Deployer recipe for Drupal 8

We all know that deployment is a PITA. Fortunately, we have tools like Deployer that make our lives easier. Deployer is an open-source tool to deploy PHP applications, it is composed of "recipe" scripts with tasks that support Drupal deployments, but also of other MVC/CMS like Laravel, CakePHP, Codeigniter or WordPress.

Deployer enables the following features:

  • Parallel deployment. Roll out new features on different servers at the same time.
  • Agentless utility. Just set up SSH access to the remote machine and you are good to go.
  • Rollback. Screwed up? No problem, you can rollback applications to the previous version with a command.
  • Zero downtime. It creates a release for every new deployment so you can switch between different releases without downtime.

I won't dwell more on Deployer's presentation, this article provides a good explanation of its basic functioning. I suggest you read it and then, if you don't get stuck on mindless internet surfing, like I often do, feel free to jump to the following lines.

The basic recipe

Deployer comes with recipes for Drupal 7 and 8 and they pretty much work out of the box. You can have every definition in deploy.php recipe file, but I find useful to have the hosting definitions on hosts.yml. Let's start there:

# hosts.yml

.base: &base
  writable_mode: chmod
  port: 22
  shellCommand: bash -ls
  identityFile: ~/.ssh/yoursshhostnamekeys
  drush_path: /usr/local/bin/php -q ~/.composer/vendor/drush/drush/drush.php --php=/usr/local/bin/php # Useful if you want to perform drush tasks on remote server
  ssh_type: native
  multiplexing: false
    StrictHostKeyChecking: no

  <<: *base
  stage: staging
  user: your-ssh-username
  deploy_path: /thefullpathtotheserver
  drush_alias: staging.yourhostname # I find useful to have the drush alias for the tasks that involve local drush support
  env_file: env/.env.staging # More into this later

  <<: *base
  stage: production
  # ... You've got the drill

As you see, nothing complicated going on here. First we create a base where we define basic SSH configuration and then we define the different environments.

So let's head on to the recipe:

# deploy.php

namespace Deployer;

require 'recipe/common.php';
require 'recipe/drupal8.php';
require 'recipe/rsync.php';

// Hosts
inventory('hosts.yml'); # Import our hosting definitions

// Project name
set('application', 'yourapplicationame');

// Keep 3 releases only
set('keep_releases', 3);

set('rsync_src', '../../web');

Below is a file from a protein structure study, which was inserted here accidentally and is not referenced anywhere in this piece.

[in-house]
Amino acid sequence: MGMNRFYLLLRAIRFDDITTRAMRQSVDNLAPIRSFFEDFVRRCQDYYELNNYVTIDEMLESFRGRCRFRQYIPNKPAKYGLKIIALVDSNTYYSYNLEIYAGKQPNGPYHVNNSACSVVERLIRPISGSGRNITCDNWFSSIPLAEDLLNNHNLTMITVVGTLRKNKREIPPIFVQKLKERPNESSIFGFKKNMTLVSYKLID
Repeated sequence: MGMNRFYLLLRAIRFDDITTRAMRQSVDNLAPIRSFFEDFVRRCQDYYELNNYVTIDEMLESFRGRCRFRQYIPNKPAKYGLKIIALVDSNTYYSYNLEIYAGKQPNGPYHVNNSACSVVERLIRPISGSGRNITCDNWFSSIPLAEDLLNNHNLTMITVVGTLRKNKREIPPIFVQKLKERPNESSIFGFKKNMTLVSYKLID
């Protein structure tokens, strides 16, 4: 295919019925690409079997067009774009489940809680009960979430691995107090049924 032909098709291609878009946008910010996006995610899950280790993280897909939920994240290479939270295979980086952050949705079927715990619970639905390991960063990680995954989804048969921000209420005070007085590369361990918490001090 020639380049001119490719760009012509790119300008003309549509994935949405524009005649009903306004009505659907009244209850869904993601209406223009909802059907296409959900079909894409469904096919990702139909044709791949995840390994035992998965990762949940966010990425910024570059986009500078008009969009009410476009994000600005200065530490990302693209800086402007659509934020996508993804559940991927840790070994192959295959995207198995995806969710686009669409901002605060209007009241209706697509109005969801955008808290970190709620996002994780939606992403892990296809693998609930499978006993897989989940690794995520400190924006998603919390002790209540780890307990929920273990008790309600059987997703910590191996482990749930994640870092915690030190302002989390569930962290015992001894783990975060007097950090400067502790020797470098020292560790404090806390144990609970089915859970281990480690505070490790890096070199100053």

//Set drupal site. Change if you use different site
set('drupal_site', 'default');

//Drupal 8 shared dirs
set('shared_dirs', [

//Drupal 8 shared files
set('shared_files', [

//Drupal 8 Writable dirs
set('writable_dirs', [

    'exclude'       => ['/sites/default/settings.local.php', '/themes/your-theme/scss/*'],
    'exclude-file'  => false,
    'include'       => [],
    'include-file'  => false,
    'filter'        => [],
    'filter-file'  => false,
    'filter-perdir' => false,
    'flags'         => 'rzcEPu', // Recursive, with compress, check based on checksum rather than time/size, preserve Executable flag
    'options'       => [], //Delete after successful transfer, delete even if deleted dir is not empty. Use 'dry-run' to test.
    'timeout'       => 3600, //for those huge repos or crappy connection

desc('Deploy your project');
task('deploy', [

// [Optional] If deploy fails automatically unlock.
after('deploy:failed', 'deploy:unlock');

If you get an error stating that Deployer is unable to find the composer installed recipes, simply add to deploy.php:

$composerHome = getenv("COMPOSER_HOME") ?: (getenv("HOME") . '/.composer/');
if (is_dir($composerHome)) {
    include $composerHome . '/vendor/autoload.php';
} else {
    $xdgComposerHome = getenv('XDG_CONFIG_HOME') ?: (getenv("HOME") . '/.config');
    $xdgComposerHome = $xdgComposerHome . '/composer';
    if (is_dir($xdgComposerHome)) {
        include $xdgComposerHome . '/vendor/autoload.php';

Most of the recipe is based on the Drupal 8 recipe, the main difference is the introduction of the rsync recipe, that replaces the functionality of the default update_code task. The later task pulls a git repository from a defined git source and I want to avoid this, because I want to have more control over the uploaded files. This is especially important when the list of ignored files is different from the files we want to push to the server. Using the rsync recipe, you can define the source and destiny of the files to upload, and exclude/include the files you want within the rsync task.

This recipe should get you through simple Drupal deployments, but we can build upon it to add support to other tasks, so stay tuned to the following posts in this series.